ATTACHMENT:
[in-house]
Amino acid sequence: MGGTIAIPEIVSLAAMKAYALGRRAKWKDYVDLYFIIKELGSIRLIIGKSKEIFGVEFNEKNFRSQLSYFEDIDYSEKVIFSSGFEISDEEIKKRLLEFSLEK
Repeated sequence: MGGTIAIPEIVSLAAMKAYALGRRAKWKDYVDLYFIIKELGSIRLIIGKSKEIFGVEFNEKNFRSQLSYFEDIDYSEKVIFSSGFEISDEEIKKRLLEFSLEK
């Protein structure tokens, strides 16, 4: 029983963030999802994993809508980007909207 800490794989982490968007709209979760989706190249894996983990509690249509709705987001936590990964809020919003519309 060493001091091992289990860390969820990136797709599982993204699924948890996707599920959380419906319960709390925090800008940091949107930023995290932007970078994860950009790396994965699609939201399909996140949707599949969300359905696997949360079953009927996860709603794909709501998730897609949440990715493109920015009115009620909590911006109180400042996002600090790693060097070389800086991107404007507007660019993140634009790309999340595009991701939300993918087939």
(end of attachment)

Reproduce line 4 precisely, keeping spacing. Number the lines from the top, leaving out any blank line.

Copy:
């Protein structure tokens, strides 16, 4: 029983963030999802994993809508980007909207 800490794989982490968007709209979760989706190249894996983990509690249509709705987001936590990964809020919003519309 060493001091091992289990860390969820990136797709599982993204699924948890996707599920959380419906319960709390925090800008940091949107930023995290932007970078994860950009790396994965699609939201399909996140949707599949969300359905696997949360079953009927996860709603794909709501998730897609949440990715493109920015009115009620909590911006109180400042996002600090790693060097070389800086991107404007507007660019993140634009790309999340595009991701939300993918087939």